Adam Knee



Adam Knee is Dean of the Faculty of Fine Arts, Media & Creative Industries at Singapore’s Lasalle College of the Arts.  Prior to this, he held appointments at University of Nottingham Ningbo China (where he was Head of the School of International Communications and Professor of Film and Media Studies), Nanyang Technological University (Singapore), and Ohio University (US); and earlier still at other universities in the US, Australia, Taiwan, and Thailand.  He has also been a Fulbright grantee (in Thailand) and a Research Fellow at the International Institute for Asian Studies in Leiden, the Netherlands. He has published widely on topics of US and Southeast Asian popular film—focussing in particular on issues of genre, celebrity, race, and gender. He is a co-editor of the Palgrave Series in Asia and Pacific Studies and also serves on the Editorial Boards of the Critical Asian Cinemas book series from Amsterdam University Press, the Taylor & Francis journal Celebrity Studies, and Plaridel Journal.


Adam Knee’s current and near-future research focuses in particular on two main topic areas — firstly, the Southeast Asian horror film, and secondly, the representation of Southeast Asia (and especially Thailand) on screen. With regards to the former topic, Knee is interested in a comparative approach which highlights politically and culturally symptomatic trends and salient differences in genre productions from across the region. With regards to the latter, Knee has focused in particular upon historical shifts in the construction of “Thailand” as a kind of globally present imaginary construct, with suggestive continuities and differences among countries and regions.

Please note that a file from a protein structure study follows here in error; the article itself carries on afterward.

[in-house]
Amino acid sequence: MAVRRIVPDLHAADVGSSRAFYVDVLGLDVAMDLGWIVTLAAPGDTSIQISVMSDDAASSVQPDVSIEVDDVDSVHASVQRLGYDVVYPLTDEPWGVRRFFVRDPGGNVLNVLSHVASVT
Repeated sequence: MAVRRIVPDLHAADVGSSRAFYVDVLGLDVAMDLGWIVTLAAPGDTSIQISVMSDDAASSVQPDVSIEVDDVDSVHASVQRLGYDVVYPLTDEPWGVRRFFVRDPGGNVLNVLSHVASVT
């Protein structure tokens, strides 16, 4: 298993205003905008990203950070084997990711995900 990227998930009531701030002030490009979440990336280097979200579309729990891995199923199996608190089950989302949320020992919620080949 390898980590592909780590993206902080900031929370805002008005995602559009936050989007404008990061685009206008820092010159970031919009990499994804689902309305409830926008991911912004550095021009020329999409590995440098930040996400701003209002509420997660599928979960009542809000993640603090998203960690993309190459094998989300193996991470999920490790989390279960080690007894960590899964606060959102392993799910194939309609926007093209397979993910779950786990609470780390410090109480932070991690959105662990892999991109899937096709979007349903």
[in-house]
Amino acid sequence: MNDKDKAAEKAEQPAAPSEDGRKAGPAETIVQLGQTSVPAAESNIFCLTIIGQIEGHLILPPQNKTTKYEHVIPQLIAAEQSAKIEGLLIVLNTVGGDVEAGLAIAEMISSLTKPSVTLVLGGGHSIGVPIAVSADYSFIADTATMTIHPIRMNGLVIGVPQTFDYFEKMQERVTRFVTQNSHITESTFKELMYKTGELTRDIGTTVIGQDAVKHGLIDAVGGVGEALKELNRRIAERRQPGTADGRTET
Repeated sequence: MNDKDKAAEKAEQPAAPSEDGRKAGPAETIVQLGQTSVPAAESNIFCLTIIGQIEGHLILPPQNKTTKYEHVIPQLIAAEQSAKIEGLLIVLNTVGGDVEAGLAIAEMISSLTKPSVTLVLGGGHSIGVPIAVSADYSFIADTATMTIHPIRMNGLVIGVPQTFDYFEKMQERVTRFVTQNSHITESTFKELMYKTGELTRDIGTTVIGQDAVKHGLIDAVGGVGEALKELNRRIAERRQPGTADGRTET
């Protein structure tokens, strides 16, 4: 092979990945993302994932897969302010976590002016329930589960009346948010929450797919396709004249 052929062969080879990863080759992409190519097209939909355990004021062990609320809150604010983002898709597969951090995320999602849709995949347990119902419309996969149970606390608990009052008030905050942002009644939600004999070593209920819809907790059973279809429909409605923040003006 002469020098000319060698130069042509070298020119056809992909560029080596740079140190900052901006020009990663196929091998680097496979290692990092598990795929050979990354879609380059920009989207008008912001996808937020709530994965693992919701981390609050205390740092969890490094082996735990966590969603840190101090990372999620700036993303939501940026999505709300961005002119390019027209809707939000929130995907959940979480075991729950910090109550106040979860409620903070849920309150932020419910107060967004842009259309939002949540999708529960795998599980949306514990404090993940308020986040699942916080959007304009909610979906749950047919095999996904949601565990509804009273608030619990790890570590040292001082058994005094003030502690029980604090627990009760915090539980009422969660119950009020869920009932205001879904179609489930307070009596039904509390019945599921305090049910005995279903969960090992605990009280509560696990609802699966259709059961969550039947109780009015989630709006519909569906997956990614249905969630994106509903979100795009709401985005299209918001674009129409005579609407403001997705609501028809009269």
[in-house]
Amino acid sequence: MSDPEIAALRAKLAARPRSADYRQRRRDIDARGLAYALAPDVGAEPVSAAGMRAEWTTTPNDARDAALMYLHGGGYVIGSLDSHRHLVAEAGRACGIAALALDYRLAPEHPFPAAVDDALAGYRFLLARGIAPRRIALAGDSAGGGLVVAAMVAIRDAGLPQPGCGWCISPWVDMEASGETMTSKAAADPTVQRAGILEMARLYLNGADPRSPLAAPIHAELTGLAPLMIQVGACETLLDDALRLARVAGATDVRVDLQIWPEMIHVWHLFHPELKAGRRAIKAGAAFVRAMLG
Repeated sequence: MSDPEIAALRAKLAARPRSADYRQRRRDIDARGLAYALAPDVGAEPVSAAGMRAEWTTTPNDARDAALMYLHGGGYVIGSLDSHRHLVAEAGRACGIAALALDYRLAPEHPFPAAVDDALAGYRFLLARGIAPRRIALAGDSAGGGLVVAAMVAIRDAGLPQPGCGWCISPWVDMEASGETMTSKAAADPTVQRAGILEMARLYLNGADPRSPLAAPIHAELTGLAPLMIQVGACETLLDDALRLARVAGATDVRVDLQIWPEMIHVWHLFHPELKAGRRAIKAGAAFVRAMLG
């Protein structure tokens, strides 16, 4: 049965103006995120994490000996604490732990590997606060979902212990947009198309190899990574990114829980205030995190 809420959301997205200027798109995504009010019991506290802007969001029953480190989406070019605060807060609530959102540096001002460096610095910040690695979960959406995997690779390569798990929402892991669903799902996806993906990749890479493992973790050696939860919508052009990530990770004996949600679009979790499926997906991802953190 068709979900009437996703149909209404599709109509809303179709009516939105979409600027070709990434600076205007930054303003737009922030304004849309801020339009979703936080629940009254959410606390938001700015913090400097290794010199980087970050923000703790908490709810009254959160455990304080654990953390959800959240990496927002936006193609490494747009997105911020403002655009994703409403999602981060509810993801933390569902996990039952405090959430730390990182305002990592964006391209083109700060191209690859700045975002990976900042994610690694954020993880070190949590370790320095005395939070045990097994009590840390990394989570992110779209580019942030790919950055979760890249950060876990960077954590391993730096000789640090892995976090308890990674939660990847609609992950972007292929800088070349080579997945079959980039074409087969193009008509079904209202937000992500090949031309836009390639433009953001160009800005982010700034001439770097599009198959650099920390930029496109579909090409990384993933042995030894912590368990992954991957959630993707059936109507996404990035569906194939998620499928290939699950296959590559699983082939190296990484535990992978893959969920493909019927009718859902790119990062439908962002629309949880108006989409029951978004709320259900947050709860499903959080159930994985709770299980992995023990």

1. “The Analogue Strikes Back: Star Wars, Star Authenticity, and Cinematic Anachronism.” Celebrity Studies 11, no. 2 (2020). Co-author: David H. Fleming.
“2. Where Got Ghost Movie?: The Boundaries of Singapore Horror.” Asian Cinema 31, no. 1 (2020).
3. “Training the Body Politic: Networked Masculinity and the ‘War on Terror’ in Hollywood Film,” in American Cinema in the Shadow of 9/11, ed. Terence McSweeney (Edinburgh UP, 2017).
4. “Vegetable Discourses in the 1950s US Science Fiction Film,” in Plant Horror: Approaches to the Monstrous Vegetal in Fiction and Film, ed. Dawn Keetley and Angela Tenga (Palgrave, 2016).
5. “Chiang Mai and the Cinematic Spaces of Thai Identity,” in Asian Cinema and the Use of Space: Interdisciplinary Perspectives, ed. Lilian Chee and Edna Lim (Routledge, 2015).